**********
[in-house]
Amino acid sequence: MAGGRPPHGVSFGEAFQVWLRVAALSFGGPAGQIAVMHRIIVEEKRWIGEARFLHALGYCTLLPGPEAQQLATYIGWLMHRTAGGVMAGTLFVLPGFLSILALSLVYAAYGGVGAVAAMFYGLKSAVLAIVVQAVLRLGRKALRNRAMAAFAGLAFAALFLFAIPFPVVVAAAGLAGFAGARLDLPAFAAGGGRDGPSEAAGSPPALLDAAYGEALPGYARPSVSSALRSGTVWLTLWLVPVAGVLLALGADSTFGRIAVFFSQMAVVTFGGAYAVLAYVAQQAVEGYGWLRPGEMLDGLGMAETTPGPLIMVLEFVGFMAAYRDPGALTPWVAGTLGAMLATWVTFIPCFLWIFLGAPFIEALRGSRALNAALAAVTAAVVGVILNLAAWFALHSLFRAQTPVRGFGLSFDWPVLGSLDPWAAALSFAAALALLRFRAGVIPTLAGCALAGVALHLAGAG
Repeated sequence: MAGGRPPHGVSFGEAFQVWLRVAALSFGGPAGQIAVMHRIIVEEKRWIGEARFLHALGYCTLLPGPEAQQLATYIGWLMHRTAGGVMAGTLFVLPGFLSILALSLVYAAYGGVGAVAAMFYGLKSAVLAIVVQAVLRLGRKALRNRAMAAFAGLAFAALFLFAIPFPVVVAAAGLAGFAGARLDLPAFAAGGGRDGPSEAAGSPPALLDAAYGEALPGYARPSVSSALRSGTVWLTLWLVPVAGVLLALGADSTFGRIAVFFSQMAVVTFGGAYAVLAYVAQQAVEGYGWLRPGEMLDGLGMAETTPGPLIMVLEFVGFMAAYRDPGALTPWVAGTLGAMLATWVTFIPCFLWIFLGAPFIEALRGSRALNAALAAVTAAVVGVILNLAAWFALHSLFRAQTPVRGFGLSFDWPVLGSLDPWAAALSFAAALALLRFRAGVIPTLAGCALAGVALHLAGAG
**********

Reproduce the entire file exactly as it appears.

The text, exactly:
[in-house]
Amino acid sequence: MAGGRPPHGVSFGEAFQVWLRVAALSFGGPAGQIAVMHRIIVEEKRWIGEARFLHALGYCTLLPGPEAQQLATYIGWLMHRTAGGVMAGTLFVLPGFLSILALSLVYAAYGGVGAVAAMFYGLKSAVLAIVVQAVLRLGRKALRNRAMAAFAGLAFAALFLFAIPFPVVVAAAGLAGFAGARLDLPAFAAGGGRDGPSEAAGSPPALLDAAYGEALPGYARPSVSSALRSGTVWLTLWLVPVAGVLLALGADSTFGRIAVFFSQMAVVTFGGAYAVLAYVAQQAVEGYGWLRPGEMLDGLGMAETTPGPLIMVLEFVGFMAAYRDPGALTPWVAGTLGAMLATWVTFIPCFLWIFLGAPFIEALRGSRALNAALAAVTAAVVGVILNLAAWFALHSLFRAQTPVRGFGLSFDWPVLGSLDPWAAALSFAAALALLRFRAGVIPTLAGCALAGVALHLAGAG
Repeated sequence: MAGGRPPHGVSFGEAFQVWLRVAALSFGGPAGQIAVMHRIIVEEKRWIGEARFLHALGYCTLLPGPEAQQLATYIGWLMHRTAGGVMAGTLFVLPGFLSILALSLVYAAYGGVGAVAAMFYGLKSAVLAIVVQAVLRLGRKALRNRAMAAFAGLAFAALFLFAIPFPVVVAAAGLAGFAGARLDLPAFAAGGGRDGPSEAAGSPPALLDAAYGEALPGYARPSVSSALRSGTVWLTLWLVPVAGVLLALGADSTFGRIAVFFSQMAVVTFGGAYAVLAYVAQQAVEGYGWLRPGEMLDGLGMAETTPGPLIMVLEFVGFMAAYRDPGALTPWVAGTLGAMLATWVTFIPCFLWIFLGAPFIEALRGSRALNAALAAVTAAVVGVILNLAAWFALHSLFRAQTPVRGFGLSFDWPVLGSLDPWAAALSFAAALALLRFRAGVIPTLAGCALAGVALHLAGAG